The other thing I always say to students is that it is okay if you change your mind. What you want to do now versus what you might want in ten years may be totally different and that is okay. There are lawyers who always thought they wanted to be stay-at-home parents but once they reached that point in their life, decided that continuing to work would make them happy. There are also lawyers who thought they wanted to be at the partnership level but once they got there, realized it was not making them happy. These types of scenarios often leave a sense of guilt for having changed one’s mind when there is nothing wrong with changing your mind as you learn, grow and experience new things.
I think that when it comes to the balancing act of juggling both a family and a legal practice, a further level of acceptance and understanding will simply take time but I genuinely believe that we are making progress as a profession. However, there is always more work to do and talking about these issues is the first step. I would caution against broad generalizations. I do not think being at a small firm guarantees flexibility and, conversely, I do not think that being at a big firm guarantees inflexibility. It is more about the firm itself and your fit within that firm that will dictate a successful work-life balance.
You were recently named one of the Top 40 under 40 by Business in Vancouver. Do you have any advice specifically for women trying to break into the traditionally male-occupied field of law, and more specifically, firm management?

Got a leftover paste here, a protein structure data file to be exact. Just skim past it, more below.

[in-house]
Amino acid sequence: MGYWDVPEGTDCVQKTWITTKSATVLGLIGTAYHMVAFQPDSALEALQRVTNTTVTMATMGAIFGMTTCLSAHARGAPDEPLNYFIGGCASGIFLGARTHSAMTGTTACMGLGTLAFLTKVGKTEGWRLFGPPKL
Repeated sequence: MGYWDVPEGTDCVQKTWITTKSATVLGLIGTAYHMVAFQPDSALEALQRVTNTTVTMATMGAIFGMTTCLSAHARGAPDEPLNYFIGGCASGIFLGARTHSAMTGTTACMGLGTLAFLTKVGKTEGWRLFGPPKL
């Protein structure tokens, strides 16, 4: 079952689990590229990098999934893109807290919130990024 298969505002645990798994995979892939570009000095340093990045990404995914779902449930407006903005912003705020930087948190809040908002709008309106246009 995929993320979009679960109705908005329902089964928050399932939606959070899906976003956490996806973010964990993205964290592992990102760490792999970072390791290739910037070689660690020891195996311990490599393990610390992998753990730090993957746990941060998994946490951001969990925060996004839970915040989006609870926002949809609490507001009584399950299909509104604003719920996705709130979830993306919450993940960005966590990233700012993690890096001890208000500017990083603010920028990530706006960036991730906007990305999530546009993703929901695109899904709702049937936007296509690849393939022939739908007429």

I think it is important for women who want to go to law school to see and hear more about the many different types of jobs and to hear from women who have found happiness in their choice. I do believe that a big step forward is taken every time we talk about these issues, and I think the conversation has to start much earlier than the law school level. It is no secret that women leave the profession more than men do. I think continuing education programs addressing these issues and providing ideas for management in terms of job sharing, or other ideas all help to move things forward.
What part of your role as Bencher are you most excited about and what do you hope to bring to the position?
I have been a Bencher for almost two months now, so I am still very much learning about the role. However, the work I have been a part of so far has been challenging, important and fulfilling and I am looking forward to hopefully making meaningful contributions during my term.
If you could go back and give your law student-self one piece of advice, what would it be?
Just keep going. There are going to be hard days in articling, in the first years of practice, and at the partnership level but you just need to just keep going. I say this because the more days you have as a lawyer, the more you realize these things are going to happen, but it’s how you deal with the setbacks and how you learn to ensure they don’t happen again. You also begin to build and expand your network of people that have already been through the same types of challenges. Ultimately, you just get more perspective because no matter what you do in life, it is always stressful and hardest at the beginning: when you start articling, when you switch firms, when you take on a new volunteer position, you go through it all again.